The investment rate dived south and was sustainable The deficit in the fiscal and current account led to the accumulation of large unbalanced amounts domestic and external debt over the decade. Debt service indicator payment for currency exchange income amounted to almost 40 percent. freeze foreign currency accounts of residents and non-residents after Nuclear tests of 1998 Undermined investor and business confidence in the economy. Sanctions from leading bilateral donors have drained the flow of official assistance to the country. International capital has fluctuated because the risk profile has increased significantly. The incidence of poverty has doubled from 18 to 34 percent in this decade. Withdrawal of US aid after the war in Afghanistan and imposition sanctions by Western governments after the nuclear tests in 1998 on stressed economic difficulties.

The military government, which came to power in October 1999, was economical recovery as one of the goals pursued. Despite all kinds of sanctions new the government has assembled a team of technocrats as part of its cabinet and began operations after a series of structural reforms in 2000 and 2007. Nevertheless September 11, 2001. It also changed the geostrategic significance of Pakistan in significant way. Pakistan's alliance with the US and the North Atlantic The Treaty Organization (NATO) forces in the war on terror have not only been restored international financial assistance, but also increased the volume of flows. It was during that period during which Pakistan successfully implemented the nine-month standby mode and a three-year program for reducing poverty and growth at International Monetary Fund (IMF) in 2000–2004.

The Paris Club reprogrammed wrestling Official Development Assistance (ODA) and non-ODA bilateral debt. USA canceled its bilateral debt by USD 1 billion. Investments increased to 24 percent from GDP and foreign direct investment (FDI) amounted to USD 5 billion in 2007. As a result economic reforms, boosting investment, external aid and debt relief, the economy rebounded and recorded a high average GDP growth rate of 6.3 percent year. Decentralization for local governments and strengthening of the position of selected officials in poviat level improved the provision of basic public services. Poverty has been reduced by 10 percentage points. The unemployment rate fell from 8.4 to 6.5 percent and in the years 1999–2008 approximately 11.8 million new jobs were created. Gross and net entry at primary level also reported some improvement with the children immunization, diarrhea and infant mortality.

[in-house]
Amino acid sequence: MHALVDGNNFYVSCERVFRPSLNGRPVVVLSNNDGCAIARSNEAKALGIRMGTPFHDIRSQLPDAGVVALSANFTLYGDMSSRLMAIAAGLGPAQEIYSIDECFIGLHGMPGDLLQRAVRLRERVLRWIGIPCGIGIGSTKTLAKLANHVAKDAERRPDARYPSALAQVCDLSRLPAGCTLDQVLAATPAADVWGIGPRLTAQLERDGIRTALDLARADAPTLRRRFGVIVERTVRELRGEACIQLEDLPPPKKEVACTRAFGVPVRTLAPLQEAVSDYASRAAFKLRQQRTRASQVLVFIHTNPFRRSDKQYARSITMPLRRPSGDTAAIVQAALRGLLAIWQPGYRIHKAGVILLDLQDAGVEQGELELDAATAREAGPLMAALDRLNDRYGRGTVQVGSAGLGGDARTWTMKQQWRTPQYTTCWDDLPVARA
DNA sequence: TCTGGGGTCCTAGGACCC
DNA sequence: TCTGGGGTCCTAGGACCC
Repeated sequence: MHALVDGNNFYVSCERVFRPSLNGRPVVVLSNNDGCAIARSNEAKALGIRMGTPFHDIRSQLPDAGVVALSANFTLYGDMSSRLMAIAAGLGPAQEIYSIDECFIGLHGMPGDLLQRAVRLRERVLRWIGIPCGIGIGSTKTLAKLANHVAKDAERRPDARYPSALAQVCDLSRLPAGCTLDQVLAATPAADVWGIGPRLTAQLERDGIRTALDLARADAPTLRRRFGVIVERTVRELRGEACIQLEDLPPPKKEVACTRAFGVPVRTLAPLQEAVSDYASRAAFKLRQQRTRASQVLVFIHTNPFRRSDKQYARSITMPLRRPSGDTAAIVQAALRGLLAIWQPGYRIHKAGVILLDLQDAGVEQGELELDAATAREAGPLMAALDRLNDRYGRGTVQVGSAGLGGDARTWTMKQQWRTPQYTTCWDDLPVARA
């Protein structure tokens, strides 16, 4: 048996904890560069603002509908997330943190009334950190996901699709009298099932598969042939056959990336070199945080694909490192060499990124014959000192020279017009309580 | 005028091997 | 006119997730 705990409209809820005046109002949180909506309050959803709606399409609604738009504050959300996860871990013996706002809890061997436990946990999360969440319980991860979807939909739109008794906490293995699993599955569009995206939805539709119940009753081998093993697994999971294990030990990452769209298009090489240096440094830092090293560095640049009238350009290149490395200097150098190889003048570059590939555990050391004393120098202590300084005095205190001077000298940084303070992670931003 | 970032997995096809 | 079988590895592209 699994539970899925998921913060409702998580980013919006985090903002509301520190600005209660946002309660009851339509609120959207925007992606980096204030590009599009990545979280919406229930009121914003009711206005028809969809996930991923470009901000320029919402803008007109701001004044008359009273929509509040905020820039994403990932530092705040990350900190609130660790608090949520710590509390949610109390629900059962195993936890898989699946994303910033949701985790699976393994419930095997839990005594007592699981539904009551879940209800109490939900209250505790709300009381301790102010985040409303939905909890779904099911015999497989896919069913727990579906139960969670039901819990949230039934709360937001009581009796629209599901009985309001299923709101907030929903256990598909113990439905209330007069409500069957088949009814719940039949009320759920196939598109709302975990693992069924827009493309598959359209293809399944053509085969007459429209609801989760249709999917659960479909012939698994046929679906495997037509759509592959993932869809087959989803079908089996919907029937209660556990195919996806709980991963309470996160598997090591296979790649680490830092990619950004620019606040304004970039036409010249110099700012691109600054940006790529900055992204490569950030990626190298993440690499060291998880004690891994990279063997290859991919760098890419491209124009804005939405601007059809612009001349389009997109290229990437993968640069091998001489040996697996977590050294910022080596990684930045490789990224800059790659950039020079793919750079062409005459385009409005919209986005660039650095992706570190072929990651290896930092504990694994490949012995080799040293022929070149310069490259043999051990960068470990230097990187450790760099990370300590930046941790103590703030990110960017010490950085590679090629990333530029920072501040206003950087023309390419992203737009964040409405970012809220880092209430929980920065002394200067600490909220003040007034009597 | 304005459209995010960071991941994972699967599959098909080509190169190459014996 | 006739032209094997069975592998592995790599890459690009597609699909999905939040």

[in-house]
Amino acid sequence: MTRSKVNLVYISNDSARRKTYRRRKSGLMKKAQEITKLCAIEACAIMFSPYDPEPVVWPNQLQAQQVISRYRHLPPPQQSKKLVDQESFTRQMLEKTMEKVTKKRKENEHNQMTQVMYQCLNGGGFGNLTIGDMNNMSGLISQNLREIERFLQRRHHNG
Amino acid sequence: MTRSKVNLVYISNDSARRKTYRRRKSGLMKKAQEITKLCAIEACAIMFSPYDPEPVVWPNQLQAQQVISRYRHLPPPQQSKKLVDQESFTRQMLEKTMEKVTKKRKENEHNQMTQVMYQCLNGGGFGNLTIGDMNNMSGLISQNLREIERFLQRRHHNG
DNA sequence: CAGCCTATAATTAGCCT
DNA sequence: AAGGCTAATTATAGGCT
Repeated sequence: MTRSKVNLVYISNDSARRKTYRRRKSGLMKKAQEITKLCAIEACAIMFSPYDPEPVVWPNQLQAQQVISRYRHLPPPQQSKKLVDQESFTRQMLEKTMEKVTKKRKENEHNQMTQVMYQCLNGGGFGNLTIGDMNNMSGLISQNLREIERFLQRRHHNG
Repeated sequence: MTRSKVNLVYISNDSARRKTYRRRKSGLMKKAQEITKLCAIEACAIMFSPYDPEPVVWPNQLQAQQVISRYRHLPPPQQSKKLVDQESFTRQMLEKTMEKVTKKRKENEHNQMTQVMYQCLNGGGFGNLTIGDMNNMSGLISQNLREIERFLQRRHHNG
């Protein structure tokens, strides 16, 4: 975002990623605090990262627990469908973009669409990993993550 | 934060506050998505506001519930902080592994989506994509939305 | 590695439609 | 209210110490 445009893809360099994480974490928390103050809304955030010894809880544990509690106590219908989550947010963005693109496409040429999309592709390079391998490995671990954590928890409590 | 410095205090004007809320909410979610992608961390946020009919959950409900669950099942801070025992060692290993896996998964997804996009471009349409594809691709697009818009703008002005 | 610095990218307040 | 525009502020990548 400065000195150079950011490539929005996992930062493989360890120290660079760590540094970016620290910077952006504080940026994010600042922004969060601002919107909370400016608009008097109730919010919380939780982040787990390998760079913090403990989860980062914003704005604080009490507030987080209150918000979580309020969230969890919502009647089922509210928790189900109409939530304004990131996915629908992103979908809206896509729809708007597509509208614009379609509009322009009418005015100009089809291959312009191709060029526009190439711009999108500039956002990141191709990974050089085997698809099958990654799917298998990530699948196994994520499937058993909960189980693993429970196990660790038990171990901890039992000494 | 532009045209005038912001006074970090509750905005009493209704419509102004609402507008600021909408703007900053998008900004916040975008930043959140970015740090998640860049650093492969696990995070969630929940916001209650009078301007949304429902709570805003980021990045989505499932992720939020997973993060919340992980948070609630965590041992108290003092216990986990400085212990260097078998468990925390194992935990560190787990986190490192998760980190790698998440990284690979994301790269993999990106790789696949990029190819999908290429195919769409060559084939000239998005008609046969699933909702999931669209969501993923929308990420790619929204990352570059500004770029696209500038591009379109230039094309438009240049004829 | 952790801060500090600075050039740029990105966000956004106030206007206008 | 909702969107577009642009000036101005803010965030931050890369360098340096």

Reforms and improved management during these seven years have not been maintained and some of them were withdrawn, suspended or modified after 2008 Dot. Constitutional amendments delegating federal and provincial powers governments and increasing the allocation of a divisible taxable pool for the provinces were welcome steps. However, local governments were abolished access to basic services and quality of management has been affected. Internal securityresulting from increased terrorist attacks on key installations and personalities and a bad law and order situation created a waiting situation among potential investors.

The IMF 2009 program was aimed at macroeconomic purposes stabilization was interrupted and then resumed in 2013. The analysis discussed shows that initially a change in the economic paradigm at Bhutto initiated a drift, but later inconsistency, discontinuity and lack of coherence of economic policies, political instability, poor internal security and law and order, bad management, reluctance to accept hard but unpopular decisions on determining the correct course of the economy and difficult implementation capacity of government agencies led to the secular fall of Pakistan growth rates. Pakistan performed worse - compared to other countries where it occurs similar income per capita - in almost all social indicators - a phenomenon called the "social gap". The discrepancies are particularly large for women, that is to say The "gender gap" has reinforced the social gap. These double gaps slowed down growth because no country can count on significant progress in a globalized global economy without an educated and healthy workforce.